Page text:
Is it a big deal? Jordan Spieth doesn’t think so. He and caddie Michael Greller will use the rangefinders, but Spieth said in advance of this week’s Byron Nelson Classic that he’d forgotten they’d be eligible for the major. And the former Texas Longhorn also doesn’t think it will make a significant dent in the pace of play,

“I guess I remember someone mentioning that a long time ago, but I had totally forgotten until right now. So, yeah, I don't see why you wouldn't, but also … we have been checking our yardage books and cover numbers and back of green numbers for eight years now. I think shooting the pin is just a confirmation of what we're doing elsewhere,” Spieth said. ”So I have a hard time seeing it speed things up, unless you get it way offline or you're out of contention.

“We'll plan on using it, but I think it will be more confirmation than anything. It's not going to be we just step up, shoot it and go. I mean, these pins get tucked and the wind's blowing and you’ve got to figure out a few more things than just the number to the hole.”

The United States Golf Association’s Rules of Golf have allowed the use of laser rangefinders and GPS devices in casual play and tournaments since 2006, but a local rule allowed a tournament committee to ban such devices. At elite professional levels of play, the devices still have not been embraced for competition rounds, though they have been allowed in the U.S. Amateur since 2014. They are still not allowed during competition rounds at PGA Tour events or at the U.S. Open and British Open.

Kaitlyn Papp reads a green during the 2020 U.S. Women's Open in December. Papp and the Texas women's golf team advanced to the NCAA Tournament after tying for second in the Louisville Regional on Wednesday.

Texas women advance, but chaos at regional

The UT women’s golf team finished second in the Louisville Regional on Wednesday, advancing to the NCAA Tournament in Scottsdale, Ariz., but the real story from the tournament was who didn’t play.

The NCAA canceled the Baton Rouge Regional due to course conditions that were deemed “playable,” just not at a “championship level” after heavy rains throughout the week.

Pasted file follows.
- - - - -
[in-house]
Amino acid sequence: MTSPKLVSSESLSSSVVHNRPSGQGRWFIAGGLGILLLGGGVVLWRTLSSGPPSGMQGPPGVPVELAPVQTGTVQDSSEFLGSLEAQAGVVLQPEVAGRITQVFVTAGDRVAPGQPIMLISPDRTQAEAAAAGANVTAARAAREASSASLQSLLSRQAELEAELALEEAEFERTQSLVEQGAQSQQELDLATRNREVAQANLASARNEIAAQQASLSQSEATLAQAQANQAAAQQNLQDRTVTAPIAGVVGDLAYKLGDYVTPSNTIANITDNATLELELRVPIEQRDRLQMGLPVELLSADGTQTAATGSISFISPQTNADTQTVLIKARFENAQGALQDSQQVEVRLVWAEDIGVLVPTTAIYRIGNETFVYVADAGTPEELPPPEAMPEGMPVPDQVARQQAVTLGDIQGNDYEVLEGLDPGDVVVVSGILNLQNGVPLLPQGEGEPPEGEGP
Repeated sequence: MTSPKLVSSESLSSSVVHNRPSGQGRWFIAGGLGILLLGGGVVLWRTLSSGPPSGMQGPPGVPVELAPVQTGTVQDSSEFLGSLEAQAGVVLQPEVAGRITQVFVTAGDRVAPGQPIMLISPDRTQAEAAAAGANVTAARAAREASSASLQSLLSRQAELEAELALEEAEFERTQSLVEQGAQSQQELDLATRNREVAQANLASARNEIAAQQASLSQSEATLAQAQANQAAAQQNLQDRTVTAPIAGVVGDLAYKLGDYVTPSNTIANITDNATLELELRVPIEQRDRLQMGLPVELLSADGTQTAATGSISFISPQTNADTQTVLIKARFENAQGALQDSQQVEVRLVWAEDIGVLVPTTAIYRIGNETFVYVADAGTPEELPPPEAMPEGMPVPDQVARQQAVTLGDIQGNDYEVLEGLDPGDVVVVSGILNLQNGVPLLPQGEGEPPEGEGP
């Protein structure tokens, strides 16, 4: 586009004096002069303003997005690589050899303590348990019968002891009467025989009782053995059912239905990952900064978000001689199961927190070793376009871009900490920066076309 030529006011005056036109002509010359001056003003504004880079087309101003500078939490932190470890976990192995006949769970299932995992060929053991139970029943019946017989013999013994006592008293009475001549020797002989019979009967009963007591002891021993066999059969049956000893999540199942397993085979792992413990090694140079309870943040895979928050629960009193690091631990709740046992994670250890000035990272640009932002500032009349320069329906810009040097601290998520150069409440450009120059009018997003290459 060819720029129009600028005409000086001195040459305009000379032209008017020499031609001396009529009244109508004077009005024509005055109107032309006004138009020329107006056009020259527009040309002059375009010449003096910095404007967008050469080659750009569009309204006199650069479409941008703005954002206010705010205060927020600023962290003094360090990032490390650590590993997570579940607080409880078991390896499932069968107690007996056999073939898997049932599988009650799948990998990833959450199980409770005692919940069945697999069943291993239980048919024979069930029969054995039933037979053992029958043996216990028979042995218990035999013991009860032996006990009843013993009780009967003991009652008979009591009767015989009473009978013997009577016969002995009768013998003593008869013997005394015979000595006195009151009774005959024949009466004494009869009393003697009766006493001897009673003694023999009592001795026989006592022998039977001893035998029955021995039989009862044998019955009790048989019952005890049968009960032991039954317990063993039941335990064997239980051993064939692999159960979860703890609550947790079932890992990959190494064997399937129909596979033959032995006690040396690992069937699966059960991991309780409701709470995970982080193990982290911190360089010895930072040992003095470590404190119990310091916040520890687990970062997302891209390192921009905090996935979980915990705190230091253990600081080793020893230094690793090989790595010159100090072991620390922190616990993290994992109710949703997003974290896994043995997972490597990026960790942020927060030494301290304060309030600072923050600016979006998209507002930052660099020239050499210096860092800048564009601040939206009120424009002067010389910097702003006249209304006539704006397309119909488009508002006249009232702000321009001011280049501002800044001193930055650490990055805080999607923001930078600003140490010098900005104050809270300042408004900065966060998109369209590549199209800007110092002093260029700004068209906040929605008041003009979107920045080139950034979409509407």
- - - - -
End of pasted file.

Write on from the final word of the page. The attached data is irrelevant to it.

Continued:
That led LPGA star and longtime Texas golf advocate Stacy Lewis to respond on Twitter by saying, “There’s a lot I could say on this but @NCAA you failed these kids ... Be creative, be willing to adapt, and most importantly let their play decide who plays for a National Championship! Proud of @UHCougarWGolf, they will be back!!!”

Meanwhile, the Longhorns advanced for the fifth consecutive time after tying for second at the regional, with stars Kaitlyn Papp and Agathe Laisne both in the top 10.

Texas coach Ryan Murphy said the team drew off the recent death of Longhorns football player Jake Ehlinger, the brother of former quarterback Sam Ehlinger.

"There is no doubt in my mind that we received help from Jake today. Our team definitely played with some heavy hearts this week. Our thoughts and prayers are with the Ehlinger family in this incredibly difficult time," Murphy said. "I'm proud of this team. They deserve to be going to Scottsdale. They have been resilient through significant challenges, as we've all experienced, and come through it. Again, I'm so proud of them."

Tim Schmitt is the managing editor for Golfweek and golf coordinator for the USA Today Network. He lives in Round Rock within a driver and subsequent wedge from Dell Diamond.